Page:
By: Melissa Huffman
“Social science has really risen to prominence recently in operational meteorology, given the frequency of devastating natural disasters the United States experiences and the increasing number of people being affected by them. This is pretty cool when you think about it… two seemingly unrelated fields working together to help keep people safe.”
By: Mike Johnson
Early season college football can be summed in a few simple observations. 1) Tailgating parties will litter stadium parking lots, 2) pre-season rankings are worthless, and 3) there will be lightning delays. While I love a good discussion on tailgating and football polls, this really isn’t the forum. However, based on recent human behavior, a discussion on lightning is certainly worth the time and effort.
By: Josh Eachus
A common question in meteorology circles after Hurricane Matthew: why didn’t they evacuate? We can’t just say storm surge will be 7-11 feet. We can’t just say know your evacuation zone. Even combining the two, while a step in the right direction, isn’t enough. Riad et. al (1999) said that evacuation can be understood as the result of three basic social psychological processes: (a) risk perception, (b) social influence, and (c) access to resources. But at some point, it all becomes too much! Say, what? It sounds like paralysis by analysis. But, in striving for the zero fatality outcomes, we continue to weave fundamental concepts of risk perception and information processing into weather messaging.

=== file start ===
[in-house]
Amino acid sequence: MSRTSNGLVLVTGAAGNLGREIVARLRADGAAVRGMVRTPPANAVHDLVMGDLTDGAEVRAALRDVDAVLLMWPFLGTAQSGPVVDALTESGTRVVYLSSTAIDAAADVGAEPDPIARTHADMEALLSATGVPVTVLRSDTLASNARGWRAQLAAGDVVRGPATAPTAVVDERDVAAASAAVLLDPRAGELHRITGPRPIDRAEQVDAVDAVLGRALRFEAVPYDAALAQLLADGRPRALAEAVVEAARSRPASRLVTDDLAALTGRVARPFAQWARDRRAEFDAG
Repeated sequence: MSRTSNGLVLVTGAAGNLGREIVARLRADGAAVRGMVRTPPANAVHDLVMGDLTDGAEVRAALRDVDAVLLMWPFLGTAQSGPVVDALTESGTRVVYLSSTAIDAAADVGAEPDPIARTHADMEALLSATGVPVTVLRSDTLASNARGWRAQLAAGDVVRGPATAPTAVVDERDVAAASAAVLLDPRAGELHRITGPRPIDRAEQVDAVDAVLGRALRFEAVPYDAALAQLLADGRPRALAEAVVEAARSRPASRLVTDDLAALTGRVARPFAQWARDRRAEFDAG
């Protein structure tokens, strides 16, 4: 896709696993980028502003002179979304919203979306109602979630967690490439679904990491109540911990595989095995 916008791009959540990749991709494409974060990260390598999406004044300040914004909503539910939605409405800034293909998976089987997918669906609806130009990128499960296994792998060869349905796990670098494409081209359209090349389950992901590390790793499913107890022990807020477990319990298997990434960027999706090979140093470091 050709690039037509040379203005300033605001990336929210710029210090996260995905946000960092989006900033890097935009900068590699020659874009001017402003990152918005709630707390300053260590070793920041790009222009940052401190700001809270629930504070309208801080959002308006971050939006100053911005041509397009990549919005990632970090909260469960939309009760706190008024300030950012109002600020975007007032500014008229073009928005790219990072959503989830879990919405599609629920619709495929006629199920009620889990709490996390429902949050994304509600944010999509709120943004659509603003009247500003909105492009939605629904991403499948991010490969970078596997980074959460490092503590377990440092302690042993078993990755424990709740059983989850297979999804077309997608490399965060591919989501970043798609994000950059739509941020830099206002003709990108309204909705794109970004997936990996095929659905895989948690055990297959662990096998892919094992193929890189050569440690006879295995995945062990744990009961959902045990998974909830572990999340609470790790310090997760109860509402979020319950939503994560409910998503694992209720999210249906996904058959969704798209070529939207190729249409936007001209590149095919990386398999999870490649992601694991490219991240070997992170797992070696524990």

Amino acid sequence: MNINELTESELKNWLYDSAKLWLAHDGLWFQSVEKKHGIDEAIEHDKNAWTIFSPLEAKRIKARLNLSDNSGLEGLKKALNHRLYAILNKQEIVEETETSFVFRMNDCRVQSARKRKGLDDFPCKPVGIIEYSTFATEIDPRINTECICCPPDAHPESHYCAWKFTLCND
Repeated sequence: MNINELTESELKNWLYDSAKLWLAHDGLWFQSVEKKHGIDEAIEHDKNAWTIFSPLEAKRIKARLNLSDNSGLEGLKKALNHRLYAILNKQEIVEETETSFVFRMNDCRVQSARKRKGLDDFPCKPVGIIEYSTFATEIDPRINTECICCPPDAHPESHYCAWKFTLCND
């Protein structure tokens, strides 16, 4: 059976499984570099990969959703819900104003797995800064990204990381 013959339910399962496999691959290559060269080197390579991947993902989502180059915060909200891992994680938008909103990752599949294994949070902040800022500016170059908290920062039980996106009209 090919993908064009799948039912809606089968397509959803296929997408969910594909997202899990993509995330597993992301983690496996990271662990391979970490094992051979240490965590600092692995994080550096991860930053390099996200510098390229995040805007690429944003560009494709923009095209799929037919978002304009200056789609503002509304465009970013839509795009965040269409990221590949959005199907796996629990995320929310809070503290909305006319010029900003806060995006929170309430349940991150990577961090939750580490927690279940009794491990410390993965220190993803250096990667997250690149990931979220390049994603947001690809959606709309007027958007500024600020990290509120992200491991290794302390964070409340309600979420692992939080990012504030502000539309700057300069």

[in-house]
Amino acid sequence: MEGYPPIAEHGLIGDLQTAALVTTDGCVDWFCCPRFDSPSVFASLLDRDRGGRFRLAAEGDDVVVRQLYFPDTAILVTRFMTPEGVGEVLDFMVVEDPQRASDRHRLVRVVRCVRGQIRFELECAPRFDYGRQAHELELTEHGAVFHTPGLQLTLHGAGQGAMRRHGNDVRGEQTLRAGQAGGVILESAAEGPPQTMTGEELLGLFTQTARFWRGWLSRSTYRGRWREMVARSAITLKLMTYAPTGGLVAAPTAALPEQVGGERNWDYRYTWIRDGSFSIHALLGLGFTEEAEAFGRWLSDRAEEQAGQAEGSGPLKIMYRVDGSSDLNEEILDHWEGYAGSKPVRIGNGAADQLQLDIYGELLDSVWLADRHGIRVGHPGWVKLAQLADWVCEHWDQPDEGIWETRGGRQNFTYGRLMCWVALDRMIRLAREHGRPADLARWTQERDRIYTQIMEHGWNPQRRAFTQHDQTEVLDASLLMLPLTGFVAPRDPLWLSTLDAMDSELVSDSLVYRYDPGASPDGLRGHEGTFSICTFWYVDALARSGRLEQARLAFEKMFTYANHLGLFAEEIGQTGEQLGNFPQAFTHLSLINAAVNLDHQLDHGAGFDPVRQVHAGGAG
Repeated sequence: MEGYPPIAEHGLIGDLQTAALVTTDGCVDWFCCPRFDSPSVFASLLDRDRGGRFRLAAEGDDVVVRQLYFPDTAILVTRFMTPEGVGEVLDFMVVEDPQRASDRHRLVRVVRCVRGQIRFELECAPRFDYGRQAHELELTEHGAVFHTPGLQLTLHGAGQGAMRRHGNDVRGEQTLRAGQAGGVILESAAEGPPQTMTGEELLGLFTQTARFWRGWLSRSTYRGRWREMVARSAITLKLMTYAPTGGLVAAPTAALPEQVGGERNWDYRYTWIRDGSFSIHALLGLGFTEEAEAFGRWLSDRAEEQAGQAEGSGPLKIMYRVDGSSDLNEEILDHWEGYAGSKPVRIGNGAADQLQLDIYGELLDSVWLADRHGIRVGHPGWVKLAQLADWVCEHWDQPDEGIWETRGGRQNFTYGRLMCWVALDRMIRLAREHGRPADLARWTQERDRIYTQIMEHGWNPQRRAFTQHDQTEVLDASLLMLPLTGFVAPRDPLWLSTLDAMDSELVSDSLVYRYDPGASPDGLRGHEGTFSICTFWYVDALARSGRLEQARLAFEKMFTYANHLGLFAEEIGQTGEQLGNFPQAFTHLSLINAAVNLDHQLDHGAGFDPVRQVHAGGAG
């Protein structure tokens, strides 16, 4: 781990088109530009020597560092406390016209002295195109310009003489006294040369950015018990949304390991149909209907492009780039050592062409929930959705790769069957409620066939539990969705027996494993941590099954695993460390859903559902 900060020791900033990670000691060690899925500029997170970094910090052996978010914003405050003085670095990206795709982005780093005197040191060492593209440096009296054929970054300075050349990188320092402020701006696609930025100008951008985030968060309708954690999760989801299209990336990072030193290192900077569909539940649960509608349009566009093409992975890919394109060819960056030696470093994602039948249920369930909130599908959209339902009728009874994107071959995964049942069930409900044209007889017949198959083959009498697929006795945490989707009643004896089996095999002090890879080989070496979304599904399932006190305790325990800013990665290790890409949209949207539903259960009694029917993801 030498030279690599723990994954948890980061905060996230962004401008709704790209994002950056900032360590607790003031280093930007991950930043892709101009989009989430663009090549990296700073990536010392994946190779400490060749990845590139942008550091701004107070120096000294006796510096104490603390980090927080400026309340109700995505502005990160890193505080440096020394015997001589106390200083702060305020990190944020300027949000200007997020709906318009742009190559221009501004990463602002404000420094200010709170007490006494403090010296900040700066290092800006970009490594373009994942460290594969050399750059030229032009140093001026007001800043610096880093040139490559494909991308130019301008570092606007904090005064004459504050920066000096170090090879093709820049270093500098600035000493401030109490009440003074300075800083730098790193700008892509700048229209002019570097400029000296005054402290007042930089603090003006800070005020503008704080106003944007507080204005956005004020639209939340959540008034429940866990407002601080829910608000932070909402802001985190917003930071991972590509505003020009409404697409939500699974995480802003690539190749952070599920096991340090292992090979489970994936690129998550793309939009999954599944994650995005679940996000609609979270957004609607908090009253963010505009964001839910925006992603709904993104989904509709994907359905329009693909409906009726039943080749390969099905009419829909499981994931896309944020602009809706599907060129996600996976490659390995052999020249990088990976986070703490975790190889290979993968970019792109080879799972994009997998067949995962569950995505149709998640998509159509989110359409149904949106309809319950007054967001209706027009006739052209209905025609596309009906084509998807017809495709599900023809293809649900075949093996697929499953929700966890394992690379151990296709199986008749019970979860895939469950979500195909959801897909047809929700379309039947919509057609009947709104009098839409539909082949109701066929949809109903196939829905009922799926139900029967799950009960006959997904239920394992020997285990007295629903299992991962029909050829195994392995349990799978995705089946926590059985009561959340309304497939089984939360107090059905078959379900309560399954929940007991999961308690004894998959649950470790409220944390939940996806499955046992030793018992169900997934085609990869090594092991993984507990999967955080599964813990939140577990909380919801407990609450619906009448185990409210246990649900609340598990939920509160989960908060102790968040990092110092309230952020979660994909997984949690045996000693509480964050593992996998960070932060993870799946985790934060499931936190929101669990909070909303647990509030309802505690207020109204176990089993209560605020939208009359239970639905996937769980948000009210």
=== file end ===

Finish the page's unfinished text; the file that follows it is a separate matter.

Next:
By: Minh Phan
“I’m so ridiculously prepared everyone would wanna be at my house. If it gets to cat 3 I’m out. Cat 2 is a breeze.”
Others felt the coverage on Matthew was dramatic and overhyped.
“I don’t think it’s gonna be that bad. Georgia has a reputation of panicking in weather situations.”
Those who expressed their intent to evacuate did so out of extra precaution, playing it safe and leaving in case the storm delivered a heavy blow to the region.
Explain that in 140 characters or less.
What began on August 17th as a strong tropical disturbance near Africa ended Florida’s decade-long hurricane drought two weeks later, but the story didn’t end there. The 20-day telenovela brought as many twists and turns as the last three episodes of Bachelor in Paradise (complete with tropical locales). It was an exercise in emotional fragility for weather forecasters. As one of my colleagues best put it, the storm that wouldn’t form was also the one that wouldn’t go away. Continue Reading
By: Castle Williams and Paul Miller
What is “warning fatigue” and when does it occur? Continue Reading
Meteorological Twitter has been pretty quiet of late. In fact, the only real “hot-topic” cooking up is about heat—no surprise in the summer months. This subject is revisited every summer and it often has to do with criteria. What constitutes a heat advisory? How about an excessive heat warning? As the weather wise know, answers to those questions vary based on location. But there are some broader points to the heat narrative that inspire further discussion. Scientists always seem to want hard and fast rules—or certain thresholds. Does a certain ambient temperature need to be reached? Should it simply focus on heat index? How does time factor into the equation?